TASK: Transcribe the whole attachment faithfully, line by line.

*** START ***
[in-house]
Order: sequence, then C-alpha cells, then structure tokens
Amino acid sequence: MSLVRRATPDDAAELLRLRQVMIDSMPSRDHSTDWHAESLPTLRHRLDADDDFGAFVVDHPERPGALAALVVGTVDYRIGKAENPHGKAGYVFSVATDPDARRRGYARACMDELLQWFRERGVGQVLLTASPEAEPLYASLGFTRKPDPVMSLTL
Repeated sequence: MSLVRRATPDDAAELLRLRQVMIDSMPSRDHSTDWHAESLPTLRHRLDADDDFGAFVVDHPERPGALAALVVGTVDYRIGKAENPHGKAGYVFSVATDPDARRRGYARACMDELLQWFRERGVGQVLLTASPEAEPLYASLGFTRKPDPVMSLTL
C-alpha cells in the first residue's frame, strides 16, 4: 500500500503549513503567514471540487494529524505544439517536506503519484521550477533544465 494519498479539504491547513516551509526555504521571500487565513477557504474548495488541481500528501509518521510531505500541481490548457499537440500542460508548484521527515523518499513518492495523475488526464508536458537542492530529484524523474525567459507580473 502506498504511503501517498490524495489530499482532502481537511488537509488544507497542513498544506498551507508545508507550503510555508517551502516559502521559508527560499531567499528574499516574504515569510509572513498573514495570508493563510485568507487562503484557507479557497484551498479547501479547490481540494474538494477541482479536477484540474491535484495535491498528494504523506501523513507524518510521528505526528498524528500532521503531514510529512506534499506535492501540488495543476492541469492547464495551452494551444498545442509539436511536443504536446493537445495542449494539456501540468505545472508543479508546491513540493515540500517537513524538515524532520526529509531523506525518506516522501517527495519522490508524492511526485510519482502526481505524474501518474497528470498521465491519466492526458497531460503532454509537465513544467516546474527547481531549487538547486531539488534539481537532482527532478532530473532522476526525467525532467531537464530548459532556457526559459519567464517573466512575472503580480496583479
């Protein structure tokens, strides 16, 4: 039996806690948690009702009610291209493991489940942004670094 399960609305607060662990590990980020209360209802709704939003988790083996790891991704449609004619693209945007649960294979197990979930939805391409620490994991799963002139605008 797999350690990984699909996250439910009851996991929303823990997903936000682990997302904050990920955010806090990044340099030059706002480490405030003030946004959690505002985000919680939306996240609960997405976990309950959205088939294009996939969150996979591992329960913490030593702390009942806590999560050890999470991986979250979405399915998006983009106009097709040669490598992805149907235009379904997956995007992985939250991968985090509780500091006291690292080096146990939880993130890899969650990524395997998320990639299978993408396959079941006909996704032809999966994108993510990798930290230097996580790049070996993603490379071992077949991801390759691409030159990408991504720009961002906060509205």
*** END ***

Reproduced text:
[in-house]
Order: sequence, then C-alpha cells, then structure tokens
Amino acid sequence: MSLVRRATPDDAAELLRLRQVMIDSMPSRDHSTDWHAESLPTLRHRLDADDDFGAFVVDHPERPGALAALVVGTVDYRIGKAENPHGKAGYVFSVATDPDARRRGYARACMDELLQWFRERGVGQVLLTASPEAEPLYASLGFTRKPDPVMSLTL
Repeated sequence: MSLVRRATPDDAAELLRLRQVMIDSMPSRDHSTDWHAESLPTLRHRLDADDDFGAFVVDHPERPGALAALVVGTVDYRIGKAENPHGKAGYVFSVATDPDARRRGYARACMDELLQWFRERGVGQVLLTASPEAEPLYASLGFTRKPDPVMSLTL
C-alpha cells in the first residue's frame, strides 16, 4: 500500500503549513503567514471540487494529524505544439517536506503519484521550477533544465 494519498479539504491547513516551509526555504521571500487565513477557504474548495488541481500528501509518521510531505500541481490548457499537440500542460508548484521527515523518499513518492495523475488526464508536458537542492530529484524523474525567459507580473 502506498504511503501517498490524495489530499482532502481537511488537509488544507497542513498544506498551507508545508507550503510555508517551502516559502521559508527560499531567499528574499516574504515569510509572513498573514495570508493563510485568507487562503484557507479557497484551498479547501479547490481540494474538494477541482479536477484540474491535484495535491498528494504523506501523513507524518510521528505526528498524528500532521503531514510529512506534499506535492501540488495543476492541469492547464495551452494551444498545442509539436511536443504536446493537445495542449494539456501540468505545472508543479508546491513540493515540500517537513524538515524532520526529509531523506525518506516522501517527495519522490508524492511526485510519482502526481505524474501518474497528470498521465491519466492526458497531460503532454509537465513544467516546474527547481531549487538547486531539488534539481537532482527532478532530473532522476526525467525532467531537464530548459532556457526559459519567464517573466512575472503580480496583479
């Protein structure tokens, strides 16, 4: 039996806690948690009702009610291209493991489940942004670094 399960609305607060662990590990980020209360209802709704939003988790083996790891991704449609004619693209945007649960294979197990979930939805391409620490994991799963002139605008 797999350690990984699909996250439910009851996991929303823990997903936000682990997302904050990920955010806090990044340099030059706002480490405030003030946004959690505002985000919680939306996240609960997405976990309950959205088939294009996939969150996979591992329960913490030593702390009942806590999560050890999470991986979250979405399915998006983009106009097709040669490598992805149907235009379904997956995007992985939250991968985090509780500091006291690292080096146990939880993130890899969650990524395997998320990639299978993408396959079941006909996704032809999966994108993510990798930290230097996580790049070996993603490379071992077949991801390759691409030159990408991504720009961002906060509205």